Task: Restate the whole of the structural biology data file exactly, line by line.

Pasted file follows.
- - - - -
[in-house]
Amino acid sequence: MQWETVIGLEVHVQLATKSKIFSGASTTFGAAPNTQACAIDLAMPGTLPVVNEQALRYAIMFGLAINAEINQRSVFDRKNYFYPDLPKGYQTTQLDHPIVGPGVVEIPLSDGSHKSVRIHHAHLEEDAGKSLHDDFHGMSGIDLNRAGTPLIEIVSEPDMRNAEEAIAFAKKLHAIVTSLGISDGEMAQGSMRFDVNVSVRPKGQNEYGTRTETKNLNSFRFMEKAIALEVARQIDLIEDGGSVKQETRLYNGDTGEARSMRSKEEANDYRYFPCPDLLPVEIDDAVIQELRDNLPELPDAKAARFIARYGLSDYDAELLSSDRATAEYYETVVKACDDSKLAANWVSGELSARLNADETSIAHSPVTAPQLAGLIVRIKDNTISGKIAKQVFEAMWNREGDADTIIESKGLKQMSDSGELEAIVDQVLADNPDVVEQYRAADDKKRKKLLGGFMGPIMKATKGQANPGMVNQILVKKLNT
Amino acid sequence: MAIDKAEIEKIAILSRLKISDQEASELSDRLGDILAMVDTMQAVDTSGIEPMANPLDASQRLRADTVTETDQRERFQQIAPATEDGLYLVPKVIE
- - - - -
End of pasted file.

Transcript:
[in-house]
Amino acid sequence: MQWETVIGLEVHVQLATKSKIFSGASTTFGAAPNTQACAIDLAMPGTLPVVNEQALRYAIMFGLAINAEINQRSVFDRKNYFYPDLPKGYQTTQLDHPIVGPGVVEIPLSDGSHKSVRIHHAHLEEDAGKSLHDDFHGMSGIDLNRAGTPLIEIVSEPDMRNAEEAIAFAKKLHAIVTSLGISDGEMAQGSMRFDVNVSVRPKGQNEYGTRTETKNLNSFRFMEKAIALEVARQIDLIEDGGSVKQETRLYNGDTGEARSMRSKEEANDYRYFPCPDLLPVEIDDAVIQELRDNLPELPDAKAARFIARYGLSDYDAELLSSDRATAEYYETVVKACDDSKLAANWVSGELSARLNADETSIAHSPVTAPQLAGLIVRIKDNTISGKIAKQVFEAMWNREGDADTIIESKGLKQMSDSGELEAIVDQVLADNPDVVEQYRAADDKKRKKLLGGFMGPIMKATKGQANPGMVNQILVKKLNT
Amino acid sequence: MAIDKAEIEKIAILSRLKISDQEASELSDRLGDILAMVDTMQAVDTSGIEPMANPLDASQRLRADTVTETDQRERFQQIAPATEDGLYLVPKVIE